China won't accept US hegemonic acts in the South China Sea: Global Times editorial
Published: Sep 08, 2021 11:39 PM
Illustration: Chen Xia/GT

Illustration: Chen Xia/GT

US Guided-missile destroyer USS Benfold trespassed in waters near the Meiji Reef in the South China Sea Wednesday without permission from China. The Chinese side mobilized aircraft and ships to warn off and expel the ship from the waters. In a 7th Fleet news release, the US side acknowledged that USS Benfold sailed within 12 nautical miles of Meiji Reef. But it said the warship was asserting navigational rights and freedoms. It claimed the Meiji reef "is not entitled to a territorial sea under international law," and "the land reclamation efforts, installations, and structures" built on the reef "do not change this characterization under international law."

China and the US don't agree on the nature of the 12 nautical miles of Meiji Reef. Other different views exist worldwide. But international law doesn't empower any country to challenge others' sovereign claim with an intrusion by a warship. The US in particular has no right to do so given the fact that it has not ratified the United Nations Convention on the Law of the Sea. 

What the US has done is a naked provocation, and this is obvious to all. There are many Chinese people and facilities on Meiji Reef, and the US warship that sailed so close to it apparently posed a threat. The Chinese side cannot remain indifferent, but must take countermeasures. This is common sense.  

The US policy to make waves in the South China Sea and instigate Vietnam and the Philippines to confront China has failed. It has become so exasperated that it crazily dispatched a warship to assert so-called freedom of navigation and trespass within 12 nautical miles of the Chinese reef. 

The US warship came from afar to make provocations nearby the Chinese reef. It was in fact a declaration of the US hegemony. The conditions for such an action are that only Washington has the strength to do so, and even if other countries are upset, they  can do nothing but bear the US' abuse of its hegemony. However, China has become stronger, which has undermined the abovementioned conditions. Therefore, the US provocations in the South China Sea are not only a hegemony declaration but also aim at strategically suppressing China. With China's approaches and abilities to resist such pressure growing, the risks that such US provocations will spark a maritime friction between China and the US will become higher and higher.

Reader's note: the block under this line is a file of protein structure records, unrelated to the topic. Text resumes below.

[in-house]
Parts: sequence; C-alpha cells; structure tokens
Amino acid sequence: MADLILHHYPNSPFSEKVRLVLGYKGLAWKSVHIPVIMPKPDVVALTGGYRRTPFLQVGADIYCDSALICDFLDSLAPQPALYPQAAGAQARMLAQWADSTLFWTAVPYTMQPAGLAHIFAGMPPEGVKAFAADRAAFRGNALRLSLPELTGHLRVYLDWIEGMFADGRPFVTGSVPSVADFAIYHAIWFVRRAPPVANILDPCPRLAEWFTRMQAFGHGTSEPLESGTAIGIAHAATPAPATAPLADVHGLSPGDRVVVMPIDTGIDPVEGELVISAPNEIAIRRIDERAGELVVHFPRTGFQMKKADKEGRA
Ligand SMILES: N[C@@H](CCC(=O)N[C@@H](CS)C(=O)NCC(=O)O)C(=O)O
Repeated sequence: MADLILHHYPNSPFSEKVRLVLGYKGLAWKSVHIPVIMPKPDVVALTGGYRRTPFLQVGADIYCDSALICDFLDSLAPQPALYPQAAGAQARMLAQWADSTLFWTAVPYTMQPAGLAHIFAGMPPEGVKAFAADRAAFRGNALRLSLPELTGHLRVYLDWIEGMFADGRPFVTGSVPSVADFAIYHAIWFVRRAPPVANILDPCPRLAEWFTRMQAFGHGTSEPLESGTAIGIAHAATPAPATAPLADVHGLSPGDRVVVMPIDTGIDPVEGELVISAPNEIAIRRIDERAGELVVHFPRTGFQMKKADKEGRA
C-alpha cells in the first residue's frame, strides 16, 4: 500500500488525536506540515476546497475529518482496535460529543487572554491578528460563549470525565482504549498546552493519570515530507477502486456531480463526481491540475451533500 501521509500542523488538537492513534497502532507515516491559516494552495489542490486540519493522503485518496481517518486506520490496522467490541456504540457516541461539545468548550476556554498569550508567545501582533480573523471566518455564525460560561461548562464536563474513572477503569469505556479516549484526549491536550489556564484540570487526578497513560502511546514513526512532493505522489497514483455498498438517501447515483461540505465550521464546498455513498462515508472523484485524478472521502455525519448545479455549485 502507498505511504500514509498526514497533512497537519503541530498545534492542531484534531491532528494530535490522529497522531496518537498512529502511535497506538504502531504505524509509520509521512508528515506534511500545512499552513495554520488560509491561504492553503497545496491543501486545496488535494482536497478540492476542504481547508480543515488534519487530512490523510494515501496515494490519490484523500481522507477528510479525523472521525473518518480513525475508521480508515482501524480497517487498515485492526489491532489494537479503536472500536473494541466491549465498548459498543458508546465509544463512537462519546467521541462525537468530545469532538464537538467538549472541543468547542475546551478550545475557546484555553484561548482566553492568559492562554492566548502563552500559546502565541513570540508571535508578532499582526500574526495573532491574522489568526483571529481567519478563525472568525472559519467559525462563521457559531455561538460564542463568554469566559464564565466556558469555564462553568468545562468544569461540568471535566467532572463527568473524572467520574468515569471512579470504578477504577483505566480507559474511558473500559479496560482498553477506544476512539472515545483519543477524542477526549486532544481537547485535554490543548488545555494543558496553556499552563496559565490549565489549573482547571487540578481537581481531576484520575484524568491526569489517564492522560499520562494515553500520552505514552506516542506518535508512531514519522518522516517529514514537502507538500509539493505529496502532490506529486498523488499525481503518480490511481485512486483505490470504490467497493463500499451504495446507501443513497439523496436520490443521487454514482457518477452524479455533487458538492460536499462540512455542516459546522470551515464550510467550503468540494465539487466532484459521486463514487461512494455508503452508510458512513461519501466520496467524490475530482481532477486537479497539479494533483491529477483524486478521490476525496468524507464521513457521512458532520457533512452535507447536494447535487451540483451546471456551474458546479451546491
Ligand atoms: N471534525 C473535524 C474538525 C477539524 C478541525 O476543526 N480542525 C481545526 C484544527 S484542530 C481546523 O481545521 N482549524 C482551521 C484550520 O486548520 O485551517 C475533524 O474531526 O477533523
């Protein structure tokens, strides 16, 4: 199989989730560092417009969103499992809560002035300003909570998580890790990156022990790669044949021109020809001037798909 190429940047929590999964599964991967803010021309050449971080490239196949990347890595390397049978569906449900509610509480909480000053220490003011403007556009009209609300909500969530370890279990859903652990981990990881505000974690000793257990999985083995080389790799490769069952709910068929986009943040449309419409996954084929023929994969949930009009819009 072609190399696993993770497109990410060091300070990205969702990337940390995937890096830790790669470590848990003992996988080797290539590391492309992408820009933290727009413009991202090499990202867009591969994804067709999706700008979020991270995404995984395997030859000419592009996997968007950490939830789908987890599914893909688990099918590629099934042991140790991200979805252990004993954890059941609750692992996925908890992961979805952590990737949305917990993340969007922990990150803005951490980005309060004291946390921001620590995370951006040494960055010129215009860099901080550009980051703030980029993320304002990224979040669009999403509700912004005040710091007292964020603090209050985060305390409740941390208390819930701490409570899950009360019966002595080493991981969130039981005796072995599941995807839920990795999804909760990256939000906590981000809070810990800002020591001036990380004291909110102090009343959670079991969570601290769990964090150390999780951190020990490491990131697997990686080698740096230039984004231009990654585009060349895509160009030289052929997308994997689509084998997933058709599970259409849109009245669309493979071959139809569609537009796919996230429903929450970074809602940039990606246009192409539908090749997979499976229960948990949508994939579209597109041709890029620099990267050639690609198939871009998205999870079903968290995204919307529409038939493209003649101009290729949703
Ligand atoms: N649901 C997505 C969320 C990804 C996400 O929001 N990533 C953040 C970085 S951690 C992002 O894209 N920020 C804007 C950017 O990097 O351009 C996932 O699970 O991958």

If Chinese warships go to US military bases in the Asia-Pacific and the US allies' coastlines to conduct close-in reconnaissance operations and declare freedom of navigation, and if South China Sea claimant countries also conduct such operations around islands and reefs occupied by other parties, will the world's maritime order be better or more chaotic?

Simply telling the truth to the US is not enough for China. China needs to take active actions and speed up the establishment of its ability to conduct close-in reconnaissance operations on the above-mentioned bases and coastlines. The rapid development of China's blue-water navy has made this possible. Only by making the US have a taste of its own medicine can we touch the nerves of the US and its allies, and reshape the Western world's understanding of US bullying in the South China Sea.

The US has deliberately provoked disputes in the South China Sea, and it must in turn endure the PLA's increasingly strong countermeasures against it. The game between the two sides will continue to go to an extreme. The US will definitely see the PLA show up at its doorstep in the not-too-distant future. And together with China, the US will face the uncertainty which is increasingly difficult to control - the two sides' warships and aircraft on the seas will carry huge mutual strategic hostility, and the two countries will not yield to each other.

If the situation goes on like this, there will sooner or later be an incident between China and the US in the South China Sea. The US is the greatest threat to peace in the South China Sea, and it may eventually ruin the peace in the region. This is not just alarmist talk. 

While China is competing with the US at sea, it must also make preparations for military frictions when the two sides fail to control their disputes, as well as the possible large-scale military conflicts afterwards. Once the situation gets out of control and triggers military clash between China and the US, we must give full play to our home field advantage. China will definitely win once there is a war.